Tuesday, November 29, 2005

Only a company as fundamentally unhinged as AD Vision would plant an article about the need to "make friends" with their customers, and then allow the writer to preface the story with a typical aren't-anime-fans-insane-and-scary anecdote. The applicable phrase would seem to be "cognitive dissonance". You just don't "make friends" by implying that your target audience is delusional by telling a story about a member of that audience who is a literal STALKER. You don't! Well, not if you want to actually "make friends". Let's not even get into the whistling-past-the-graveyard inherent in letting said writer's editor title said article "It's... Profitmon!", when said company has famously and recently suffered a very public re-trenchment and financial setback. This isn't insider stuff, people. Everyone but the hypothetical reader of Fortune should have heard of this, if they've heard of ADV at all.

In the process, anime and manga firms have taken on forms very different from Hollywood studios or publishing houses.

Oh, so that'’s the way they'’re going to justify the industry'’s mortifyingly poor standards of professionalism, is it? The sloppy ineptitude and open hostility that "professional" companies like ADV display are a result of their "friend-making" strategy, and not the bastard child of the industry's penchant for hiring the youngest, dumbest, and most-related work-for-pennies-on-the-dollar slackasses they can find, is it then?

Look, any creative industry that specializes in fantasies is going to have to deal with those emotionally and mentally under-equipped people whom fantasy attracts - the ones who can'’t quite handle reality, and have decided to squat in your dreamcastles. What you do with those folks defines who you are. It's one thing to make fun of your peers, as a fellow occasional-wanderer-from-reality yourself. It's quite another to mock those from whom you're wringing your daily bread. Especially in a piece aimed at the money-men who will theoretically bail your half-insolvent ass out of whatever mess you'’re currently in, you ungrateful pack of jackasses.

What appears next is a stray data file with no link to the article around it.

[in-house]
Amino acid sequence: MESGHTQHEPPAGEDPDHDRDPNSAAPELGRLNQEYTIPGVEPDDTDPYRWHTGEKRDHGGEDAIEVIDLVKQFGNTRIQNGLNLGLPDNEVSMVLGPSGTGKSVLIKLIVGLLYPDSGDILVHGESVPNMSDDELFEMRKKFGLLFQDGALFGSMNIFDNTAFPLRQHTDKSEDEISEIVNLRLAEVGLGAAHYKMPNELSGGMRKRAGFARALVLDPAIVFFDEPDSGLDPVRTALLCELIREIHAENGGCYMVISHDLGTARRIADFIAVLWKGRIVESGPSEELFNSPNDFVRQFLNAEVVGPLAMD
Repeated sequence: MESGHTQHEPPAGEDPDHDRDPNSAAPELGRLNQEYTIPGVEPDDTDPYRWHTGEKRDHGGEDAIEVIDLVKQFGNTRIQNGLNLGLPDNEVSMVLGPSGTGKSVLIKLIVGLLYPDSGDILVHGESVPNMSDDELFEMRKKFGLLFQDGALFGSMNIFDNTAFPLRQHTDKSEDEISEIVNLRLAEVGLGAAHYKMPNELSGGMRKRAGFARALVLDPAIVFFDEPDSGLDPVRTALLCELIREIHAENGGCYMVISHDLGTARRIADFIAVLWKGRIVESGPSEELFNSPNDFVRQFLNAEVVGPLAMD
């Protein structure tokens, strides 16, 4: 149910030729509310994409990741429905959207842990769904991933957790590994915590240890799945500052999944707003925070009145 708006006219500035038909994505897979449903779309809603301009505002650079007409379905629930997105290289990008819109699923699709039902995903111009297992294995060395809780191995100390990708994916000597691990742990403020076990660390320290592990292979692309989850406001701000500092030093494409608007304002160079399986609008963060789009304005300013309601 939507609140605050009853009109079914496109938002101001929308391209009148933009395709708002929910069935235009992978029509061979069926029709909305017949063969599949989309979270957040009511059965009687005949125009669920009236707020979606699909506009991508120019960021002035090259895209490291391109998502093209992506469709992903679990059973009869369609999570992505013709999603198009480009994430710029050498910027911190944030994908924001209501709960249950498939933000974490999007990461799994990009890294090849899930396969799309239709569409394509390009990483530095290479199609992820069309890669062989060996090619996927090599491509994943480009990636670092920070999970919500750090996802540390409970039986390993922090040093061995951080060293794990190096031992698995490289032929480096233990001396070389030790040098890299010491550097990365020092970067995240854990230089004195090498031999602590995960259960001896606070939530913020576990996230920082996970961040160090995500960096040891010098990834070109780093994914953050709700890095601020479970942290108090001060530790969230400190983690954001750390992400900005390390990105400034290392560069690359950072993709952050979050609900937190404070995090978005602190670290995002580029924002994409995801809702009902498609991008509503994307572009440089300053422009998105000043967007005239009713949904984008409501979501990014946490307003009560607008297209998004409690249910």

As for the extended section talking about the industry's alleged toleration of fansubtitlers, I can't imagine why anyone involved thought it was a good idea for an article playing up ADV's strengths. For one thing, as I understand it, a company acknowledging that they're willing to tolerate infringements of their intellectual property are opening themselves up to losing that property in the American legal context. It's deeply stupid to talk about it in the press. It's a strategy that depends on insider knowledge and group mores, rather than legal protections. Even "open secrets" ought not to be published.

I suppose I ought to mention that they touch on The Con in passing, claiming that "scalpers" were selling "tickets" in the second page of the article. Thanks for that little bit of libel, Fortune! Hope the IRS doesn'’t get the idea that The Con sells "tickets", and decides to yank our 501(c)3 status based on that bit of ABSOLUTE FALSEHOOD! Not to mention this being the very first indication that there *were* scalpers that I've heard of... I'm inclined to *not* blame ADV for that particular failing. It has "stupid, lazy reporter" written all over it in letters of fire.

Update: see here for an example of the fannish bitchiness and utter rudeness characteristic of a certain caustic breed of fanboy, and how one line of ADV products are *TAILORMADE* to implicitly insult their own customers. It's kind of dodgy when fan-run conventions make "got soap?" jokes. No theoretically professional organization ought to do this sort of thing. It isn't playful, it's rude.

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